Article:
Agreement on spending bill averts US govt shutdown

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Bipartisan congressional negotiators reached a critical agreement late Sunday on a massive spending bill that if approved by the House and Senate would fund the government through the end of September.

The House and Senate have come to an agreement on a larger omnibus spending bill which will fund the government through September. He called it a "budget deal that's a bipartisan win for the American people".

If the legislation is enacted by week's end, Congress would then have to begin focusing on a series of bills to fund the government at the start of the next fiscal year. Trump's request for additional immigration agents was denied and the IRS budget would be frozen at $11.6 billion. Democrats flexed their leverage in spending negotiations, refused to support any bill that included wall funding.

Instead, congressional negotiators settled on $1.5 billion more for border security, including more money for new technology and repairing existing infrastructure, the aide said. However, the administration has praised the agreement's increase in defense and security spending, even if that spending can not be used for the border wall. The spending bill also gives additional funding to combat opioid abuse and for summer school Pell Grants.

The deal also includes steady or slight increases in funding for agencies within the Department of Energy, such the Office of Energy Efficiency and Renewable Energy, which would get a $17 million increase, and the Office of Science, which would get a boost of $42 million compared to fiscal 2016 funding levels, the aide said. However, it does not allow the money to be spent on building Trump's multi-billion dollar wall along the Mexico border, reports CNN. It's a huge blow for the Republicans, who control the House, Senate, and White House.

GOP leaders decided against trying to use the must-do spending bill to "defund" Planned Parenthood. They appear to have gotten their way. This is a win for Republicans, though Trump had requested $30 billion in additional military funding in his budget blueprint.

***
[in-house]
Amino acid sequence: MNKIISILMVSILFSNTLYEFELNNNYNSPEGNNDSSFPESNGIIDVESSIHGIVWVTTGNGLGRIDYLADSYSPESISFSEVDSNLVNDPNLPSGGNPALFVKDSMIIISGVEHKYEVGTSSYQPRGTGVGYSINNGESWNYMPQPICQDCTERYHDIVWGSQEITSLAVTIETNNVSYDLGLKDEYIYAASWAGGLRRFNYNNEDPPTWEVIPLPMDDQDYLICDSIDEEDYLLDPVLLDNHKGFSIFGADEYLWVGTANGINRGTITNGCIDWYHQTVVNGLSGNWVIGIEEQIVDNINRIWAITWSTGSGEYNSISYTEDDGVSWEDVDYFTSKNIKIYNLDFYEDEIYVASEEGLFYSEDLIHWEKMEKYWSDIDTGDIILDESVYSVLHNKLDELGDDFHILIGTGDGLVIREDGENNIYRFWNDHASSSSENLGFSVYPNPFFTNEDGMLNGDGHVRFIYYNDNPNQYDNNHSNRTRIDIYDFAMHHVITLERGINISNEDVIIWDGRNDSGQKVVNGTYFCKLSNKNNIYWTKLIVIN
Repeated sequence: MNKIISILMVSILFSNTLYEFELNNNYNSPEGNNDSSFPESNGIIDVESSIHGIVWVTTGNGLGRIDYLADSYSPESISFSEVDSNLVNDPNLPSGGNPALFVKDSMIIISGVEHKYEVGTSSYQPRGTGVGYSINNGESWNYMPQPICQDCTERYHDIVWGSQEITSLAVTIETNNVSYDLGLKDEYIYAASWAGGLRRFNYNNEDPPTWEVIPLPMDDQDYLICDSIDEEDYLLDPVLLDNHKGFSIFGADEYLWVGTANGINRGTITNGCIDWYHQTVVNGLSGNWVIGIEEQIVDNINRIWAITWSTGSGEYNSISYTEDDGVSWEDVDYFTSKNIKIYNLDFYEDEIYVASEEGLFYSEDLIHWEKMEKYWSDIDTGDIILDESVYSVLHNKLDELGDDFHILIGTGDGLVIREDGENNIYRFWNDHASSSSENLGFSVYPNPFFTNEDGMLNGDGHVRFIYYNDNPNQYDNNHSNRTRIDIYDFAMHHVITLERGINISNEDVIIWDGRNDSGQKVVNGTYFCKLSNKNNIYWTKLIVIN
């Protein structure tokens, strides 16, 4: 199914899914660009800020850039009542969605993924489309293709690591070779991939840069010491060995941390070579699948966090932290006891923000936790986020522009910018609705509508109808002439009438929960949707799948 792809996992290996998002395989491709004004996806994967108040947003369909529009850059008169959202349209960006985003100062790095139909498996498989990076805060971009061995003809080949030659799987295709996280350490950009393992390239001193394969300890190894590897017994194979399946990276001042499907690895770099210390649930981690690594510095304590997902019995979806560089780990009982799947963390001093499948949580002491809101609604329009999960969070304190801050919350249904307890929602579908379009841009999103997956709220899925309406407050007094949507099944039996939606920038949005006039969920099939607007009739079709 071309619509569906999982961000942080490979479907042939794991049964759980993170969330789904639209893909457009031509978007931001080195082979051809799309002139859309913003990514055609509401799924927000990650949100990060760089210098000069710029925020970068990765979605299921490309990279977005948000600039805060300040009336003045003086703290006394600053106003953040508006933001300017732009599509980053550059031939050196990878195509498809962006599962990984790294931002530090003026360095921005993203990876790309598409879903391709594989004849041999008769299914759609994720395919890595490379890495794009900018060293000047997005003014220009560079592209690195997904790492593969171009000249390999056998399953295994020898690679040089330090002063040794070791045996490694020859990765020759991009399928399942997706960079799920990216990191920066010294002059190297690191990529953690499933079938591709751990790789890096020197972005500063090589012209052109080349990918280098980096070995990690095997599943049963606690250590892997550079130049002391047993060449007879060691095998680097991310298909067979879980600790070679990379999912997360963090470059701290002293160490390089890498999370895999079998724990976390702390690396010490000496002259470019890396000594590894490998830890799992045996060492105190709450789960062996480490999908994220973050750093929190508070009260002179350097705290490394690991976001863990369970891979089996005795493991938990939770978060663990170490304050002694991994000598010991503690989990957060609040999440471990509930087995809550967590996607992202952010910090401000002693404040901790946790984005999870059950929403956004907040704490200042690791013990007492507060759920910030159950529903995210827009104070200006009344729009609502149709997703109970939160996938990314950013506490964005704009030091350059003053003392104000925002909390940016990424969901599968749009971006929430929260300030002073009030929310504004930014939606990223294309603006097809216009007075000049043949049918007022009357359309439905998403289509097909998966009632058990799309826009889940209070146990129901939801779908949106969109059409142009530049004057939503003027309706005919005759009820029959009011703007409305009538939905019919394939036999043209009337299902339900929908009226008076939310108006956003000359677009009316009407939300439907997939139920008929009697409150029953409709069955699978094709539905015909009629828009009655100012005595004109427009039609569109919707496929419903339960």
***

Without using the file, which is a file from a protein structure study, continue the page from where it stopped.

Schumer and House Minority Leader Nancy Pelosi, D-Calif., boasted that they were able to force Republicans to withdraw more than 160 unrelated policy measures, known as riders, including those that would have cut environmental funding and scaled back financial regulations for Wall Street.

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It appears as though Democrats got their way - and conservatives got nearly nothing they wanted.

Congress is expected to vote on the funding package providing about $1 trillion early this week, according to the Washington Post.

Democrats had also threatened to shutdown the government if Republicans held a vote on Obamacare repeal, but last Thursday GOP leaders said they didn't have the votes to revive zombie Trumpcare.

For a moment it looked like the White House was going play the tough guy. Both chambers are expected to vote this week on the longer-term spending bill. Trump tweeted that Obamacare is in "serious trouble".

Democrats were quick off the mark to praise the deal. And on Wednesday, the White House said it would not stop paying federal subsidies to health insurers that help cover low-income Americans under the Affordable Care Act.

Trump's demand for the border wall down payment was rejected by Democrats. It also includes $295 million for Puerto Rico's Medicaid program. It was not immediately clear as of Sunday evening what the sticking points were for the deal.